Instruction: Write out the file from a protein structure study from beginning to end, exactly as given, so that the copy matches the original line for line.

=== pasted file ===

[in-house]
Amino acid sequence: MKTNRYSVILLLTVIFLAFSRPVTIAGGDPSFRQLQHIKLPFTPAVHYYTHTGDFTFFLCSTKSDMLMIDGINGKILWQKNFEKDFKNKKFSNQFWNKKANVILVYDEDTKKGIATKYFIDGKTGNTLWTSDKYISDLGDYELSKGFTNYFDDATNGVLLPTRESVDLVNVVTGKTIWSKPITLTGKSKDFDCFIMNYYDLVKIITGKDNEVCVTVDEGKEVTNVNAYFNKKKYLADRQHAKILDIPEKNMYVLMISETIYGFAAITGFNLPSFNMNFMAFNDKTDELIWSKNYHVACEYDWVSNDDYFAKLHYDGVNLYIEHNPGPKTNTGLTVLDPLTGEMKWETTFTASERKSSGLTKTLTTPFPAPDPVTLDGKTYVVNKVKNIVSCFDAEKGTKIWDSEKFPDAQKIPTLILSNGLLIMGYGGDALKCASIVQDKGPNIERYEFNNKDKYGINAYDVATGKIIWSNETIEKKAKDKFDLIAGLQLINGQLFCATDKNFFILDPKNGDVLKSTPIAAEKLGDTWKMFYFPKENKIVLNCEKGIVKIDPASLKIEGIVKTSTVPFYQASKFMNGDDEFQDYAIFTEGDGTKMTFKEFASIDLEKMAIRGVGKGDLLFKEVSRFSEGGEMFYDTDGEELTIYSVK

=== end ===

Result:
[in-house]
Amino acid sequence: MKTNRYSVILLLTVIFLAFSRPVTIAGGDPSFRQLQHIKLPFTPAVHYYTHTGDFTFFLCSTKSDMLMIDGINGKILWQKNFEKDFKNKKFSNQFWNKKANVILVYDEDTKKGIATKYFIDGKTGNTLWTSDKYISDLGDYELSKGFTNYFDDATNGVLLPTRESVDLVNVVTGKTIWSKPITLTGKSKDFDCFIMNYYDLVKIITGKDNEVCVTVDEGKEVTNVNAYFNKKKYLADRQHAKILDIPEKNMYVLMISETIYGFAAITGFNLPSFNMNFMAFNDKTDELIWSKNYHVACEYDWVSNDDYFAKLHYDGVNLYIEHNPGPKTNTGLTVLDPLTGEMKWETTFTASERKSSGLTKTLTTPFPAPDPVTLDGKTYVVNKVKNIVSCFDAEKGTKIWDSEKFPDAQKIPTLILSNGLLIMGYGGDALKCASIVQDKGPNIERYEFNNKDKYGINAYDVATGKIIWSNETIEKKAKDKFDLIAGLQLINGQLFCATDKNFFILDPKNGDVLKSTPIAAEKLGDTWKMFYFPKENKIVLNCEKGIVKIDPASLKIEGIVKTSTVPFYQASKFMNGDDEFQDYAIFTEGDGTKMTFKEFASIDLEKMAIRGVGKGDLLFKEVSRFSEGGEMFYDTDGEELTIYSVK